Upper tract cytology was collected: (1) as a consequence of lateralizing hematuria during cystoscopy in 2 patients; (2) following abnormal upper tract imaging in 27 patients; (3) from the bladder in the presence of a suspected bladder tumor and/or carcinoma in-situ (CIS) in 16 patients; (4) from the bladder despite a negative workup for lower tract tumor in 159 patients. Cytology was dichotomized as normal (negative or atypical) or abnormal (suspicious or positive), which is how the authors consider patients in determining treatment plans.

To determine the likelihood of upper tract tumor development based on upper tract cytology, risk estimates were computed using a two-sided Fischer exact test. Odds ratios (OR) were also calculated after correcting for previous lower tract TCC and/or CIS using the Mantel-Haenszel test. To establish the time span for tumor development, Kaplan-Meier hazard analyses were computed for renal units with normal and abnormal upper tract cytology. The Cox proportional hazard procedure was utilized to enter covariates into the model. Groups were compared using a log-rank (Mantel-Cox) chi-square test.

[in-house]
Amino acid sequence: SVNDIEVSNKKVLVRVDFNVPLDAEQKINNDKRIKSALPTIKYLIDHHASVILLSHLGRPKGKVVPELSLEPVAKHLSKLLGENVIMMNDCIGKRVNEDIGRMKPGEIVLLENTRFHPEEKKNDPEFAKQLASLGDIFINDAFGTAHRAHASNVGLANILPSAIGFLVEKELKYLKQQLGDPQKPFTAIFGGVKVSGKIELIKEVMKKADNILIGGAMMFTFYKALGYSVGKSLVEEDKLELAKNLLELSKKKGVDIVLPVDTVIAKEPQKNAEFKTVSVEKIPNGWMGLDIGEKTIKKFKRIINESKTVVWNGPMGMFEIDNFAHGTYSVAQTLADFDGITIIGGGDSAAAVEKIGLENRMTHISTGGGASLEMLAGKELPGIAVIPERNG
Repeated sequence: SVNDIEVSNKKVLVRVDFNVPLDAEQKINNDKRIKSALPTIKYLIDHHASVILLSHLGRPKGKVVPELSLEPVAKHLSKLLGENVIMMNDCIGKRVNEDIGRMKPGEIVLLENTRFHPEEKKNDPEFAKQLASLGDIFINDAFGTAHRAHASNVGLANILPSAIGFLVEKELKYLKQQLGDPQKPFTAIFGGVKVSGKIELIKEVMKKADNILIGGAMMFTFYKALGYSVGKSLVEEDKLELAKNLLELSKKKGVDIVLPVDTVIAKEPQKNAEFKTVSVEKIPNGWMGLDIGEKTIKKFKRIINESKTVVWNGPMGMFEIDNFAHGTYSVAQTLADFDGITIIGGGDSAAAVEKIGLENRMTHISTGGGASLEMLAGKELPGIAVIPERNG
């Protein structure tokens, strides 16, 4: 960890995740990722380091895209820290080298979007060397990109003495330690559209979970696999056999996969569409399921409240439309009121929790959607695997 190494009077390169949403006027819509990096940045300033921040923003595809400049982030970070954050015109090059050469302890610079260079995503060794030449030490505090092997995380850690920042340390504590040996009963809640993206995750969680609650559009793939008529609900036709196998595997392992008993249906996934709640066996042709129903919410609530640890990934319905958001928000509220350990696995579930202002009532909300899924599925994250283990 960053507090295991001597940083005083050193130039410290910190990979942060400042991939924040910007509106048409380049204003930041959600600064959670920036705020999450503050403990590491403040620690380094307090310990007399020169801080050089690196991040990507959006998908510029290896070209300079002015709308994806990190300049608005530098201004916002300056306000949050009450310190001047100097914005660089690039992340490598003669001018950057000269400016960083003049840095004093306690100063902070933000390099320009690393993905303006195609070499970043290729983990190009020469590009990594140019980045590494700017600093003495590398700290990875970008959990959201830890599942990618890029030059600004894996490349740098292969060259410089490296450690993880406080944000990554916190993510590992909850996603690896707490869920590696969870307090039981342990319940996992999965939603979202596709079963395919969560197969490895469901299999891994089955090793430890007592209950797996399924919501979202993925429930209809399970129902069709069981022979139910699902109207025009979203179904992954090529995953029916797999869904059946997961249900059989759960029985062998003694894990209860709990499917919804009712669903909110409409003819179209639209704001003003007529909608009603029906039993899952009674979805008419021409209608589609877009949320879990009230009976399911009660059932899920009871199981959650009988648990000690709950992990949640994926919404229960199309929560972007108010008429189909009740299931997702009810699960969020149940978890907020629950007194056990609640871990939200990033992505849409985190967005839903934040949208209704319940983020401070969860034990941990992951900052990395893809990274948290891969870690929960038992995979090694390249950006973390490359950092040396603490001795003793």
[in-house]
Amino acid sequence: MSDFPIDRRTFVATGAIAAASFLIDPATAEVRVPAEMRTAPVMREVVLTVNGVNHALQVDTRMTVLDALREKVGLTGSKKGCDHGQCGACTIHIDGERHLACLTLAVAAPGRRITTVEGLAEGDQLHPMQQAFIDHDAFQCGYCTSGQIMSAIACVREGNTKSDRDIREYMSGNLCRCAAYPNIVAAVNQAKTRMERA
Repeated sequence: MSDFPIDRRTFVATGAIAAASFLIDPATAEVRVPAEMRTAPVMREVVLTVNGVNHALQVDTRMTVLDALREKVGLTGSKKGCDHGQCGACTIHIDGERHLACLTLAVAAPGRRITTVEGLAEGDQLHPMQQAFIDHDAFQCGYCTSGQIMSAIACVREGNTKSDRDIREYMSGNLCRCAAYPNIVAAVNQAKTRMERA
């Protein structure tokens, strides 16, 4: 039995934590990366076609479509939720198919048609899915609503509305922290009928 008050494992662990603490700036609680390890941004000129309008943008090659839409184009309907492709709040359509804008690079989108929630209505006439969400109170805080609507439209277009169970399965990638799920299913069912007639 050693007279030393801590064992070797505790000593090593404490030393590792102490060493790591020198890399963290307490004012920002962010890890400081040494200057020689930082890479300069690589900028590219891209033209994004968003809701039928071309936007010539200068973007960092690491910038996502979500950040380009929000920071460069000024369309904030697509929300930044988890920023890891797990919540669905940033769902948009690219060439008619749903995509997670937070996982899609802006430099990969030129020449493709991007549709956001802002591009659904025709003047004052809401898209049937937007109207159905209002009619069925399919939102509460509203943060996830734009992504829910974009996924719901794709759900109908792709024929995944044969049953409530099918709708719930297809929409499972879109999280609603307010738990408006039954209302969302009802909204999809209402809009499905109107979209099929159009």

RESULTS

Of the 366 renal units studied, 166 (45.4%) had normal and 200 (54.6%) had abnormal upper tract cytology (Table 1). Among the renal units with normal upper tract cytology, the method of collection included a lavaged specimen in 137 (82.5%), a brushed specimen in 6 (3.6%), an aspirated specimen in 10 (6%), and unknown in 13 (7.8%). Among the renal units with abnormal upper tract cytology, the method of collection included a lavaged specimen in 170 (85%), a brushed specimen in 11 (5.5%), an aspirated specimen in 10 (5%), and unknown in 9 (4.5%).

The average follow-up was 33.2 months (range, < 1 - 118 months) after initial cytology collection for patients with normal upper tract cytology and 38 months (range, < 1 - 157 months) after initial cytology collection for patients with abnormal upper tract cytology. The average follow-up for patients with upper tract TCC was 35.6 months.

Twenty-six renal units had upper tract TCC. Seven of the 26 (26.9%) renal units had normal upper tract cytology and 19 of 26 (73.1%) had abnormal upper tract cytology (Table 1). Table 2 illustrates the relevant characteristics of each renal unit diagnosed with upper tract TCC including the corresponding upper tract cytology, collection method, tumor stage/grade, tumor location, method of diagnosis, and corresponding history of lower tract tumors.